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Title: Fisheries-induced evolution : a genetic approach using selection experiments on Poecilia reticulata
Author: van Wijk, Serinde Joy
ISNI:       0000 0004 2717 5695
Awarding Body: Prifysgol Bangor University
Current Institution: Bangor University
Date of Award: 2011
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Increasing evidence suggests that size-selective mortality imposed by commercial fishing results in directional changes in life histories of exploited species, including effects on maturation age, growth rate and body size. Whether these changes are the result of fisheries-induced evolution or other selective pressures in the natural environment and/ or phenotypic plasticity continues to be the subject of much debate. Currently, molecular genetic data revealing fisheries-induced shifts at candidate loci are lacking. Here, the hypothesis that harvesting can induce genetic change over few generations was tested directly by subjecting laboratory-reared offspring of wild-caught Trinidadian guppies, Poecilia reticulata, to divergent, size-specific selection over three generations. The smallest/ largest/ random twenty percent of males was selected each generation and changes in standard length, as well as in the frequencies of alleles at neutral microsatellite loci and putative candidate genes for selection were recorded. Significant divergence between differently selected lines was observed for male standard length (± 7%), size (± 8-12%) and age (± 4-6%) at maturation, compared to only 1% change in standard length over generations in the random breeding control line. Significant drift between lines, but no genetic erosion or inbreeding, was apparent over generations at microsatellite markers. Signatures of selection and significant genetic divergence between selected lines were detected at five out of 17 putative candidate loci (Pr39, M9, M30, M987 and prolactin) which confirmed strong Y-linkage of genes underlying male body size in guppies, as indicated by the phenotypic data. Additionally, significant genotype-phenotype associations were obtained for twelve of the candidate genes. For two of these loci (M30 and M1046) an association between the same single nucleotide polymorphism and a QTL for standard length had been observed previously. To our knowledge, this is the first study where selection on body size with known intensity and direction has been compared directly with both a phenotypic response and changes at individual genetic marker loci. Hereby, this study forms one of the first pieces of molecular genetic evidence for fisheries-induced evolution: by demonstrating that phenotypic shifts in body size resulting from size-selective harvesting, comparable to commercial fisheries in principle, are underlain by quantifiable genetic change.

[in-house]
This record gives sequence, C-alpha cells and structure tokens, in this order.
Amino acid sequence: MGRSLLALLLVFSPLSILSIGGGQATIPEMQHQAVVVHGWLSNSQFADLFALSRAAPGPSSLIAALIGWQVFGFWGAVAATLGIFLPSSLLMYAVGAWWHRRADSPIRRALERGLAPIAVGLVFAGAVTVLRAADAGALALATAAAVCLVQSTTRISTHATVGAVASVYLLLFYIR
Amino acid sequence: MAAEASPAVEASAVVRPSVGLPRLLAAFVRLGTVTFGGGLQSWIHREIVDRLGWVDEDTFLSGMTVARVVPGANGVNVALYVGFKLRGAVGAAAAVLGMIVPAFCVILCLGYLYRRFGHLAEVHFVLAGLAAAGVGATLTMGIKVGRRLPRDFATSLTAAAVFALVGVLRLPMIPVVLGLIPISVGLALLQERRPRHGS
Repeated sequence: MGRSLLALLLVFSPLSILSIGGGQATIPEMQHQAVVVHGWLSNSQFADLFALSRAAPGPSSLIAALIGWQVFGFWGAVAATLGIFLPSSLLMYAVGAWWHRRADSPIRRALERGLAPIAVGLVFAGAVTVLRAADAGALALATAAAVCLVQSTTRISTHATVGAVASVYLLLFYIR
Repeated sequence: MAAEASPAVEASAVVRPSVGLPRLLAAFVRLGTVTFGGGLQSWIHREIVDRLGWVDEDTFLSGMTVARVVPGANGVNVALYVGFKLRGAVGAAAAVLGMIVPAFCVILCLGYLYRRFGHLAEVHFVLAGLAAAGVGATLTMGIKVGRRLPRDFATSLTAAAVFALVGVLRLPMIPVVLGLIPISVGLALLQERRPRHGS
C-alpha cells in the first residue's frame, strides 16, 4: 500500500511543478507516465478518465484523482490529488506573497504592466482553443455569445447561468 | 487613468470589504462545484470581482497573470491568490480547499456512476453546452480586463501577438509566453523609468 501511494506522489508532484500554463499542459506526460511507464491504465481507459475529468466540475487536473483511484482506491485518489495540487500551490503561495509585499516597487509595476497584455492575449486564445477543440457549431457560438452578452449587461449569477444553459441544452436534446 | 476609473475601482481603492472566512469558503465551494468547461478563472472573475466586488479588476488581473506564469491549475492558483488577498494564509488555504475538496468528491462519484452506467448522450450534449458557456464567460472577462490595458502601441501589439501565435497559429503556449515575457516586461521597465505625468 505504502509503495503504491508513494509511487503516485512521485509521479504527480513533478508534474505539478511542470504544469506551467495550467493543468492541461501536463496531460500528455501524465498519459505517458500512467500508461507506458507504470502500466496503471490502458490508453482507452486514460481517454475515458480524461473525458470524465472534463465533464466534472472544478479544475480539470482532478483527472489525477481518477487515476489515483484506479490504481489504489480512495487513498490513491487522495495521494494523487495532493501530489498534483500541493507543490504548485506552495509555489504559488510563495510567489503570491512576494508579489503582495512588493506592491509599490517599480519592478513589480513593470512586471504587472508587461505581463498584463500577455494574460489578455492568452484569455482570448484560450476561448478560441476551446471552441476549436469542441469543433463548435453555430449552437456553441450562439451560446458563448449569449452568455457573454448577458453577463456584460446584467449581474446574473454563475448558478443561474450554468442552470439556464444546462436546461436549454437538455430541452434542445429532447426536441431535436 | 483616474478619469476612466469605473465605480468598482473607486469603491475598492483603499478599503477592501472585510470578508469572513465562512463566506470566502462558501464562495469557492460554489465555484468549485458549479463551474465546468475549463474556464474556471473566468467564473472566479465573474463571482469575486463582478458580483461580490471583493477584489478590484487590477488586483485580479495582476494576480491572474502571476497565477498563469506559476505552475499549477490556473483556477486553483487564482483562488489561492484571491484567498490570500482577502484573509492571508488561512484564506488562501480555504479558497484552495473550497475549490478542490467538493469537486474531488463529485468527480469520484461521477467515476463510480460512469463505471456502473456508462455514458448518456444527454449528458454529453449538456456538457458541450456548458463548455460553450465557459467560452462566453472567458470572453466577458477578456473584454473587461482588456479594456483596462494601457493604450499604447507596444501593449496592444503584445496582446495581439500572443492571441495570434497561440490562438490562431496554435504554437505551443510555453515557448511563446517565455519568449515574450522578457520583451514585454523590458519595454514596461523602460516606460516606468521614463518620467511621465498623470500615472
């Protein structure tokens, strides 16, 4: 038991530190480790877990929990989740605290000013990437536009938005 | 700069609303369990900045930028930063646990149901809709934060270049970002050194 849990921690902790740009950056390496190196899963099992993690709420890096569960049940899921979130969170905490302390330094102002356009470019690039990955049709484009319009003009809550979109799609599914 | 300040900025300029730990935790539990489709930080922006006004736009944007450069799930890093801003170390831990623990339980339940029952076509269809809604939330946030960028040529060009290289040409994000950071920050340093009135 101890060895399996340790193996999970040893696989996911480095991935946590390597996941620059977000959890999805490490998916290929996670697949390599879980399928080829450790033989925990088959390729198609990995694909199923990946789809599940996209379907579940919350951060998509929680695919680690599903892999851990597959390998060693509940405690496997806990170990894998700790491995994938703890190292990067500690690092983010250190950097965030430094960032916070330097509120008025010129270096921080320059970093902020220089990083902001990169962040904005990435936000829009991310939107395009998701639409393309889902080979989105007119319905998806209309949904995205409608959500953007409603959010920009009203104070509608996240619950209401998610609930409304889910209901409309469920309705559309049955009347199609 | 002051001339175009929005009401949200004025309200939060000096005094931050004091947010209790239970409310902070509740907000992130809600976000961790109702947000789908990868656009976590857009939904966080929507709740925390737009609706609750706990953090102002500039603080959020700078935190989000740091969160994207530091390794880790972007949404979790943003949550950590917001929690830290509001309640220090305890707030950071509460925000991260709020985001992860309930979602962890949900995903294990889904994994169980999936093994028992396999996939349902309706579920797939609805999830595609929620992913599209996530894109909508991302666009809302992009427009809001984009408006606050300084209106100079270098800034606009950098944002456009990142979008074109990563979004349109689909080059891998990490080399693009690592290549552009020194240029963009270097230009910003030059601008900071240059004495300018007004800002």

Supervisor: Not available Sponsor: Not available
Qualification Name: Thesis (Ph.D.) Qualification Level: Doctoral
EThOS ID:  DOI: Not available